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Cloud computing providers incorporate the concept of failure domains throughout their services.

Zones and Regions are some of the most fundamental examples of failure domains. In general ‘Cloud’ terminology:

The Common Region+Zone Model

A Zone is a single logical datacenter with its own power, network, and cooling resources. The Zone’s power, network, and cooling resources are independent of any nearby or collaborating Zones. One or more buildings may provide the physical space for the Zone’s compute and storage devices, however all of the buildings in the Zone are generally considered one failure domain because they share network/power/cooling resources and are subject to the same local physical risks such as weather and fire.

A Region is set of collaborating Zones (datacenters) grouped together based on their geographical proximity. The Zones within a Region are connected with high-speed networking to facilitate low-latency communication between compute instances and reliable replication of data. These connections are done in such a way that no Zone becomes a point of failure between for an unrelated zone. That is, Zone 1 and Zone 3 must be able to communicate even if Zone 2 is down.

Applications should be deployed across multiple Zones in a Region as a foundation for achieving high availability. Most high availability deployment architectures start by deploying an application into 3 zones so that when one zone has a problem there are at least two healthy zones serving customer traffic and keeping data safe.

Zone and Region Concept Across Cloud Providers

Let’s explore what Zones and Regions mean in each of the three largest Cloud providers: Amazon Web Services, Microsoft Azure, and Google Cloud Platform.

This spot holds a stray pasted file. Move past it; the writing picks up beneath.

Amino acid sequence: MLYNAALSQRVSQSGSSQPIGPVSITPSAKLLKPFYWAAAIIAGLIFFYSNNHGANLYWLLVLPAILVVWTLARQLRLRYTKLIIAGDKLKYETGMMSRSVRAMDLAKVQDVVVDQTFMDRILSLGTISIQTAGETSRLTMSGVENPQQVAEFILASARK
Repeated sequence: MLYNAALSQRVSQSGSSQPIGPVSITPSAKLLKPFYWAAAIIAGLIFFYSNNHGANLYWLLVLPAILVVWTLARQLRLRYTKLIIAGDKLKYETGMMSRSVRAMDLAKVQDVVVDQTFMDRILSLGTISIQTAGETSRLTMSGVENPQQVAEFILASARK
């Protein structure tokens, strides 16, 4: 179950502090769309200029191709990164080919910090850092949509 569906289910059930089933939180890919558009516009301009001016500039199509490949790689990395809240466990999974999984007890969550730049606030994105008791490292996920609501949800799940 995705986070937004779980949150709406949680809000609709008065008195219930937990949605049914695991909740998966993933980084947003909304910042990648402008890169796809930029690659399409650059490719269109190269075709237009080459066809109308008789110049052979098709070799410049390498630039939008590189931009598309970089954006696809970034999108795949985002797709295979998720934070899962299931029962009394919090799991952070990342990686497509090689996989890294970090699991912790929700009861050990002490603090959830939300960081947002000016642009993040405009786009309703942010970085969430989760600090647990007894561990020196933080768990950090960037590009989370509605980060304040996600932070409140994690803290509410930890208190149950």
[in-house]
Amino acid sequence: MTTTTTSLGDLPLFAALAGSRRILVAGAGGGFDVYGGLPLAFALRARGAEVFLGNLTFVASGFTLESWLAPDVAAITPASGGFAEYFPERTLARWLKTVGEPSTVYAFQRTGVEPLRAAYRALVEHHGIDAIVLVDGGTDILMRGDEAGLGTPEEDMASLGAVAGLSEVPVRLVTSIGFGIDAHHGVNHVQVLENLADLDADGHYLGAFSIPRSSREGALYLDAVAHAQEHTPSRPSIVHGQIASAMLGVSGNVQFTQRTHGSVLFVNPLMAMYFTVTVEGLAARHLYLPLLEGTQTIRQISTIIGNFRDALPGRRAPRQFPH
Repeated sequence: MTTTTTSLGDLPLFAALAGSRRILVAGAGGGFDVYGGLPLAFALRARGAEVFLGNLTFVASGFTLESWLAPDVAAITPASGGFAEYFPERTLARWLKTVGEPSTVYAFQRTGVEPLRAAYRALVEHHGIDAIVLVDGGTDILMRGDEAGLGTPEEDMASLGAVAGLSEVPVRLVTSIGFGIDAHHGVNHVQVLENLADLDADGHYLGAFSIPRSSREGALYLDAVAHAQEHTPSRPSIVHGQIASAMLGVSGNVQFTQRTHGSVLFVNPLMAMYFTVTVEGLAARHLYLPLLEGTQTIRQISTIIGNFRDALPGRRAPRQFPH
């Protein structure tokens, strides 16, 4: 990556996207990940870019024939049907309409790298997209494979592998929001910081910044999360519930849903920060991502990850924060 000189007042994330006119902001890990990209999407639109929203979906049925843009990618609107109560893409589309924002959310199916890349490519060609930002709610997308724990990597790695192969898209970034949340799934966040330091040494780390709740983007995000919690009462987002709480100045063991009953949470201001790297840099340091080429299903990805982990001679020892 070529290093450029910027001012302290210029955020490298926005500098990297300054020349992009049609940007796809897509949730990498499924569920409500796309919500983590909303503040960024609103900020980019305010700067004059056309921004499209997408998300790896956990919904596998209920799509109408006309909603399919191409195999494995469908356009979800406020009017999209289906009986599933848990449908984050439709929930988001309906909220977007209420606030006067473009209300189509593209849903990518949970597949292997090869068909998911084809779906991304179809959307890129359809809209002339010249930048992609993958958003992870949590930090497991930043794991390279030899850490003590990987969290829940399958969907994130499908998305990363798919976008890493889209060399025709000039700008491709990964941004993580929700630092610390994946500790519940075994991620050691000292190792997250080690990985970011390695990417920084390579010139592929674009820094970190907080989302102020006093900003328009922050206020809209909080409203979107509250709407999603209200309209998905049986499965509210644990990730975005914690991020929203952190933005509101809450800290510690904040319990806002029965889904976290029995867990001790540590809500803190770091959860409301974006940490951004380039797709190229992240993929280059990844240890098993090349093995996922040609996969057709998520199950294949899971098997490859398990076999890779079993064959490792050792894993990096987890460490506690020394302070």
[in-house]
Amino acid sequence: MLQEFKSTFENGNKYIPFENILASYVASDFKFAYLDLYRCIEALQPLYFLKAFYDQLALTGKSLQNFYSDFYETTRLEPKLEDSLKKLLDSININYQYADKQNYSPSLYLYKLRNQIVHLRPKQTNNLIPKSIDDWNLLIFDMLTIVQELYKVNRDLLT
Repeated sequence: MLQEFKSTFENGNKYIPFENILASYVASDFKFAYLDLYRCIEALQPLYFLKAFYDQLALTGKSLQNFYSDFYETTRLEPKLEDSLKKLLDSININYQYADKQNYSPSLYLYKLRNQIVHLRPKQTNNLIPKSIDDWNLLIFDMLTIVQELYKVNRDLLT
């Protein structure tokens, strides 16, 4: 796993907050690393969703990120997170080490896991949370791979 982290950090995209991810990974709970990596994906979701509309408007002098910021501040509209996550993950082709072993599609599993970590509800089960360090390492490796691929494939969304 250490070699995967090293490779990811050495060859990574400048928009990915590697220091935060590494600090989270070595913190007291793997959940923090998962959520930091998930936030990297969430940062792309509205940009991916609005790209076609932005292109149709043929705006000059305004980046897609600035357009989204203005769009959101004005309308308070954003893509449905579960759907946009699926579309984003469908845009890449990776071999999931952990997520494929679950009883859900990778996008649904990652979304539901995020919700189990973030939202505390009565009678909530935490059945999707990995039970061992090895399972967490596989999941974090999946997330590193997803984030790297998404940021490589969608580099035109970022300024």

Amazon Web Services

AWS’ definition and implementation of these terms have shaped the larger industry usage, so let’s start with them.

AWS Regions and Availability Zones from AWS EC2 docs

In AWS, ‘Availability Zone (AZ)’ is the term for a single logical datacenter. The inclusion of ‘Availability’ in the term emphasizes several facts:

  • compute and local storage are provisioned from within some physical structure
  • while the resources available within a datacenter may be large, those resources are also finite, and may not always be available

A ‘Region‘ composes multiple, isolated Availability Zones which are in close geographic proximity and connected through low-latency links. Each AWS Region is designed to be completely isolated from the other AWS Regions to achieve the greatest possible fault tolerance and stability. The practical result of this is that while a critical service such as IAM, EC2, or S3 may have an incident in one region, e.g. N. Virginia (us-east-1), the incident does not spill over into other regions, e.g. Ohio (us-east-2) or Oregon (us-west-2).

AWS builds Availability Zones 10km to 100km apart. Latency between machines in different Availability Zones is generally less than 1ms, though you probably should model the maximum latency between AZs as 10ms when you are thinking about things like connection timeouts.